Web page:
DOJ Declares NYC, Seattle, Portland “Anarchist Jurisdictions” & Threatens To Cut Federal Funding

The three cities led by Democrats have seen significant demonstrations against police brutality in the wake of George Floyd’s death.

Attorney General William Barr and President Donald Trump step off Air Force One on Sept. 1, 2020—One day before the administration released a memorandum to review funding to "anarchist jurisdictions." | Getty Images
Attorney General William Barr and President Donald Trump step off Air Force One on Sept. 1, 2020—One day before the administration released a memorandum to review funding to "anarchist jurisdictions." | Getty Images

The Department Of Justice announced Monday that it has declared New York City, Portland, Oregon, and Seattle, Washington “anarchist jurisdictions” and threatened to withhold their federal funding. Leaders in those cities swiftly condemned the move as unlawful.

The DOJ’s move is in response to President Trump’s earlier memorandum which ordered the Office of Management and Budget to review federal funding to those same jurisdictions that the administration said are “permitting anarchy, violence, and destruction.” 

The DOJ said it declared the areas “anarchist” based on local and state governments’ failures to “enforce the law,” reducing funds for their police departments, and refusing law enforcement assistance from the federal government.

The president’s earlier memorandum, released on September 2, stated that the federal government has the power to “restrict or otherwise disfavor” funding to these cities — all of which have seen frequent demonstrations in the wake of George Floyd’s death. 

The latest declaration is part of the Trump administration’s continued attack on the nationwide protests against police brutality and systemic racism and efforts to paint cities led by Democratic mayors as poorly run — a depiction that he has repeatedly brought to the campaign trail. The DOJ referred to the protests as “marred by vandalism, chaos, and even killing” in its announcement.  

While some demonstrations have led to looting or violence, a recent study by the U.S. Crisis Monitor found that the summer anti-racism protests were largely peaceful. According to the study, in more than 93% of “all demonstrations connected to the movement, demonstrators have not engaged in violence or destructive activity.” 

The DOJ also stated that Portland, Seattle, and New York City have publicly and “forcefully” rejected federal law enforcement as the protests ensued. The DOJ cited Seattle’s autonomous protest zone, which gained nationwide attention and was later disbanded this summer.”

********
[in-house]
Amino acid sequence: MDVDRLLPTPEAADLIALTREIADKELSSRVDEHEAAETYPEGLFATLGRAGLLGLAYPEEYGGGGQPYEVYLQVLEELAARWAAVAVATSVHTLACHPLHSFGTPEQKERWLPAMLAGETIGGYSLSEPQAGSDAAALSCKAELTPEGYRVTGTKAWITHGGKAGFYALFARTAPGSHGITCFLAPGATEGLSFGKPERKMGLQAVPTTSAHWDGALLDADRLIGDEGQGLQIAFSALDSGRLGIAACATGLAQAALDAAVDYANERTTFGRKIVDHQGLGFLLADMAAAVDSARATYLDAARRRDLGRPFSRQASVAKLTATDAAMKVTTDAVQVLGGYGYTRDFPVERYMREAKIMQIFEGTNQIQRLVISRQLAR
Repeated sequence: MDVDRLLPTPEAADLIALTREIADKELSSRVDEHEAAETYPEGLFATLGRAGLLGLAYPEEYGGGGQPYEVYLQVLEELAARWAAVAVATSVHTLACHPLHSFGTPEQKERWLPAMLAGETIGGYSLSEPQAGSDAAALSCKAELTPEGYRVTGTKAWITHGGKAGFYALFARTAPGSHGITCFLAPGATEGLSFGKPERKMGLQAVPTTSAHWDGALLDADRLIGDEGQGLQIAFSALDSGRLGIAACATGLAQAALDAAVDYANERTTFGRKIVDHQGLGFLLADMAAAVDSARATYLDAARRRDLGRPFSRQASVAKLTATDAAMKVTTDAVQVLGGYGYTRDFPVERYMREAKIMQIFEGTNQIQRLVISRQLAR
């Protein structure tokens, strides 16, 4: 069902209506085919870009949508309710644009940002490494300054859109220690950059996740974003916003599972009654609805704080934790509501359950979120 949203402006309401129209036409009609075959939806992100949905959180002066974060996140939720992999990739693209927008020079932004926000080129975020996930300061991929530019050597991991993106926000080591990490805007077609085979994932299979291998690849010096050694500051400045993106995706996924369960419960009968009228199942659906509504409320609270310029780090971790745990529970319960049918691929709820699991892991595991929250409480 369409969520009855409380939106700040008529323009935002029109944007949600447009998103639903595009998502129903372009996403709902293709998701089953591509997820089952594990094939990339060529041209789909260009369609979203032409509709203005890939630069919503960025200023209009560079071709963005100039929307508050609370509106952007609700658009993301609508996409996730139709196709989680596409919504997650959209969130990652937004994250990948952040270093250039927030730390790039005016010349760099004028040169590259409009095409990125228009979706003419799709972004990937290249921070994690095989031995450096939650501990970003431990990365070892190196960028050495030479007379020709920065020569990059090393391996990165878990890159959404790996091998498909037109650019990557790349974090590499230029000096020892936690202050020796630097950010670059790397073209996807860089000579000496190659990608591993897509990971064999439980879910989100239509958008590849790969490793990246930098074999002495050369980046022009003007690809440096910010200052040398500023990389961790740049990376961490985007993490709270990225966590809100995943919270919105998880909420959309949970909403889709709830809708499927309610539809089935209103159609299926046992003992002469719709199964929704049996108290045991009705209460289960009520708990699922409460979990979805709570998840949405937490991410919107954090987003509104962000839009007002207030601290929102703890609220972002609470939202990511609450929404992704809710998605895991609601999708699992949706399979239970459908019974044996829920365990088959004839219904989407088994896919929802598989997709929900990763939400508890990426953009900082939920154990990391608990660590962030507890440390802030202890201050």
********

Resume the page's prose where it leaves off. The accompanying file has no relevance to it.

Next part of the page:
“We cannot allow federal tax dollars to be wasted when the safety of the citizenry hangs in the balance,” Attorney General William Barr said in a statement. “When state and local leaders impede their own law enforcement officers and agencies from doing their jobs, it endangers innocent citizens who deserve to be protected, including those who are trying to peacefully assemble and protest.”

Trump’s memorandum on September 2 stated that the Office of Management and Budget had 30 days to reevaluate the funds to those jurisdictions. 

It’s not immediately clear which federal dollars the cities would lose. According to multiple reports, New York City could potentially lose up to $7 billion in federal funding if the DOJ moves forward with the threat. 

On Monday, New York Gov. Andrew Cuomo (D), New York City Mayor Bill de Blasio, and New York Attorney General Letitia James dismissed the White House’s threats of withholding funds. Both Cuomo and de Blasio called the move “unconstitutional.” 

De Blasio said: "I saw anything but anarchy. So this is just another one of President Trump's games. It's thoroughly political."

On a conference call Monday, Cuomo said: “If you remember, the Trump administration tried this once before a couple years ago. They said sanctuary cities would not get federal criminal justice monies. We said it was illegal and unconstitutional, we sued them and we won.”

Seattle Mayor Jenny Durkan, who sparred with the president multiple times over the summer, called the Trump administration’s latest declaration “a gross misuse of federal power and blatantly unlawful.”

The DOJ said it was working on identifying other areas that also fit the “anarchist” designation under Trump’s memorandum.